Renewable energy accounted for 55.8% of Germany's net electricity generation across the first half of 2020, according to new figures published Wednesday by the Fraunhofer Institute for Solar Energy Systems (ISE). The record first half of 2020 included a new monthly high record of 61.8% renewables, set in February.
Across the first six months of 2020, renewable energy dominated. Solar and wind electricity generation fed a total of 102.9TWh into Germany's public electricity grid – up 11.5% on the same six months a year earlier. Wind energy was particularly dominant in Germany's electricity grid, generating 30.6% of the total net generated electricity.
In contrast, coal-fired power generation fell dramatically across the same period, with the share of electricity generated by lignite falling to 13.7% and hard coal down to only 6%.
Germany's new electricity generation paradigm was definitely affected by the global COVID-19 pandemic, with "noticeably lower demand for electricity" beginning in the second quarter "due to the decline in industrial production", according to Fraunhofer ISE.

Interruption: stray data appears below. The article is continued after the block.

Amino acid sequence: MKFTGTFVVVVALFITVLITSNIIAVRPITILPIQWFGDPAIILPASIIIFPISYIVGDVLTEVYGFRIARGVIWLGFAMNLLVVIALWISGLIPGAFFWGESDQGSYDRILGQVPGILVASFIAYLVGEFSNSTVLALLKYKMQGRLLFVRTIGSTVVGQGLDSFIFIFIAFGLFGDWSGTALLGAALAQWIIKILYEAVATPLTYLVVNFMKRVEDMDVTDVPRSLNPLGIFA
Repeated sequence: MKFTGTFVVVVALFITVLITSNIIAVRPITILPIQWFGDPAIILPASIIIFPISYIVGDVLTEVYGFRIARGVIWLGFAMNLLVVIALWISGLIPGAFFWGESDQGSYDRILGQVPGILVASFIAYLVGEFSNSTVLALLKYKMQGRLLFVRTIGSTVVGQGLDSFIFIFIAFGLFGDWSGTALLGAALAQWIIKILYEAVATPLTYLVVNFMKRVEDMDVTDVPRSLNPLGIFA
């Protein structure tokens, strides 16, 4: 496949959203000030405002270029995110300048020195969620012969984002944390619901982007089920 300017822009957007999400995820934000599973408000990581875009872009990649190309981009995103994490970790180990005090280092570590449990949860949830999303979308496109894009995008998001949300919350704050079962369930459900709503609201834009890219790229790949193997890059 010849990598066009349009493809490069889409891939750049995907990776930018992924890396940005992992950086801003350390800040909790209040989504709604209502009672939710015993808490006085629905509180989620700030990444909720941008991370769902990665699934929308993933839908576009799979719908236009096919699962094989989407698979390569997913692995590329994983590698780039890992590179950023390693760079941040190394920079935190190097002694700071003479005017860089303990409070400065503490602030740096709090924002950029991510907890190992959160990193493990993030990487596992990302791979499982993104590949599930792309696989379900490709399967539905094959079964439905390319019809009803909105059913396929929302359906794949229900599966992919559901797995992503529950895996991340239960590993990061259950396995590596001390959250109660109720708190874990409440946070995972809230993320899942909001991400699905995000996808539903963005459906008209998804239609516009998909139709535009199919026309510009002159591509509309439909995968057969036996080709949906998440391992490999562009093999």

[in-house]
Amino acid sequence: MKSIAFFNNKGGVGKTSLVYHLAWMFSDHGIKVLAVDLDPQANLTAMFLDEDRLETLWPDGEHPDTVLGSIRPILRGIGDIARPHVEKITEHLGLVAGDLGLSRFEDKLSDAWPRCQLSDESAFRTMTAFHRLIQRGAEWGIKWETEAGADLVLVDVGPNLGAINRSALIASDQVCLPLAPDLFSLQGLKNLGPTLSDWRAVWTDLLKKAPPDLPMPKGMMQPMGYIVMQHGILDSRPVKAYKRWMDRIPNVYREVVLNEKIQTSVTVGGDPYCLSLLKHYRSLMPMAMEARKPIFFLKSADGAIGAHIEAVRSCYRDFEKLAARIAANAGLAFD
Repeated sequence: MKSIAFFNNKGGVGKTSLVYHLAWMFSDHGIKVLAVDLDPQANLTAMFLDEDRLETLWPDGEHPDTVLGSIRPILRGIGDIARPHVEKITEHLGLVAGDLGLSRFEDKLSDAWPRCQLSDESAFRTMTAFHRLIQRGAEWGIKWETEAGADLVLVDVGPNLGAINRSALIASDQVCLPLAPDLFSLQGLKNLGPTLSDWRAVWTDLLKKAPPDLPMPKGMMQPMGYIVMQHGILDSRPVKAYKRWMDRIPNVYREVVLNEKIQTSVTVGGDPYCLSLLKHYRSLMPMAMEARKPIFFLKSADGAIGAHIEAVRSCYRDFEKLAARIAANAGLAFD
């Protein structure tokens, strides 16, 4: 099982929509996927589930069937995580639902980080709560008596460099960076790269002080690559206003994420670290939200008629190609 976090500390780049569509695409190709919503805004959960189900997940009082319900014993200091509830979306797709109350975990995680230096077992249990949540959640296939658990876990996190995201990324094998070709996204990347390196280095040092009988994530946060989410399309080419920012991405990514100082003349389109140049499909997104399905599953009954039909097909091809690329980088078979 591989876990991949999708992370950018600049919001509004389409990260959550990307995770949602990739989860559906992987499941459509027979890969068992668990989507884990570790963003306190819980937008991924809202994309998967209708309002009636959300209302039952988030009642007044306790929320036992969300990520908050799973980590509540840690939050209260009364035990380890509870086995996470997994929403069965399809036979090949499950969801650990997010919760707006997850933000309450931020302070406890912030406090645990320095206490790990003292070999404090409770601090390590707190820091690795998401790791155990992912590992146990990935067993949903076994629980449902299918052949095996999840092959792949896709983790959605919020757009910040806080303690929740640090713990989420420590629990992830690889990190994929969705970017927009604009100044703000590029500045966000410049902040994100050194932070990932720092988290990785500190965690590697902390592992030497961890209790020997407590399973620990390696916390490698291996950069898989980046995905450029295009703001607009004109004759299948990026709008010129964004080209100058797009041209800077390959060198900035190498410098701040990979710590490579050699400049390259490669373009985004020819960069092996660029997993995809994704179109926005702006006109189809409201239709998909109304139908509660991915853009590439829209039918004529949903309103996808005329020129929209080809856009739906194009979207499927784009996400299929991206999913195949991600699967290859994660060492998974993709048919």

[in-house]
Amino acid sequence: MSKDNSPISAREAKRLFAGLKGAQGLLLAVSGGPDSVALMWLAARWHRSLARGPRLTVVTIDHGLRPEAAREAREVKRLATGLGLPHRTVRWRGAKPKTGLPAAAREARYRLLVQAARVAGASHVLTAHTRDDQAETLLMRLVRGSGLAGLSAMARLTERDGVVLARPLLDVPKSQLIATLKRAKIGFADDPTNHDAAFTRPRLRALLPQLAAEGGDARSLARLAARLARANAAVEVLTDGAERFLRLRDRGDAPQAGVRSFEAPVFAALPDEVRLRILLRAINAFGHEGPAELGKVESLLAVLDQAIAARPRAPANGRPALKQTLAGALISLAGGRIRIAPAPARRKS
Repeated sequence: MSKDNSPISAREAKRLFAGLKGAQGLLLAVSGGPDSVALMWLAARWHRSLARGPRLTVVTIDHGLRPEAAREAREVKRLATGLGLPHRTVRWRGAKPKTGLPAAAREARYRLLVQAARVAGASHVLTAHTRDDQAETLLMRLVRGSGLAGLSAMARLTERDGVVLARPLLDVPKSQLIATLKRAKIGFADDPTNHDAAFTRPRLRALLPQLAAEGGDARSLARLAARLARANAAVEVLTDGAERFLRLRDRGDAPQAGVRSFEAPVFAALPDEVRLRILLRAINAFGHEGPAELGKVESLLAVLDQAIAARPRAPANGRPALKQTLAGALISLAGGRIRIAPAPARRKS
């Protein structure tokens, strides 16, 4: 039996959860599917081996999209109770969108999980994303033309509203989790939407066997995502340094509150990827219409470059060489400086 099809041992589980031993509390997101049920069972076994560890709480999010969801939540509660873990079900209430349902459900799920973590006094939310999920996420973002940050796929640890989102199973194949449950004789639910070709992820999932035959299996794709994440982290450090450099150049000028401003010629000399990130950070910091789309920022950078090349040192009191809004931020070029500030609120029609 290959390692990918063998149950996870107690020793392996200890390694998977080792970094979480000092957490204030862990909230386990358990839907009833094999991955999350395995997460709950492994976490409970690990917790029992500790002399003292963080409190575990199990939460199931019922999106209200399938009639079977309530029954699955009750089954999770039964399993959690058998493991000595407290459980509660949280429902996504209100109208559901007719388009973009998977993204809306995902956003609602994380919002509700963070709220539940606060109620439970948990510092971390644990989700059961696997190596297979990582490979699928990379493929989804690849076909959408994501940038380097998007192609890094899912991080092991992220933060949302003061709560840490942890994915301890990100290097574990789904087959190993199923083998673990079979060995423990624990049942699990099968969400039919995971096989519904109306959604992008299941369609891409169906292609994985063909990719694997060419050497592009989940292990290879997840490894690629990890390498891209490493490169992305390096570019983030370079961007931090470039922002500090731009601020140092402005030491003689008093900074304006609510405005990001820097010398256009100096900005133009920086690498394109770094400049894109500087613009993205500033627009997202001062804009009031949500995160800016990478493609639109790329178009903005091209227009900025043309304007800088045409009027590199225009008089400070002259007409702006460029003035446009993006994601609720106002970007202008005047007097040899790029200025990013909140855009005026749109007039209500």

Collectively, electricity consumption for the first six months of 2020 was only 234.2TWh, a dramatic 5% drop from 245.7TWh recorded during the first six months of 2019. Electricity production across the same period fell by 8% from 265.5TWh across the first six months of 2019 down 21.7TWh to 243.8TWh across the first six months of 2020.
Despite such dramatic falls in both consumption and production, renewable electricity generation nevertheless grew, resulting in fossil fuel generation bearing the brunt of the decline. Together, renewable energy sources of wind, solar, hydro, and biomass, generated approximately 136.1TWh of electricity across the first half of 2020 as compared to 125.6TWh a year earlier.
(Writing by Becky Du Editing by Tammy Yang)
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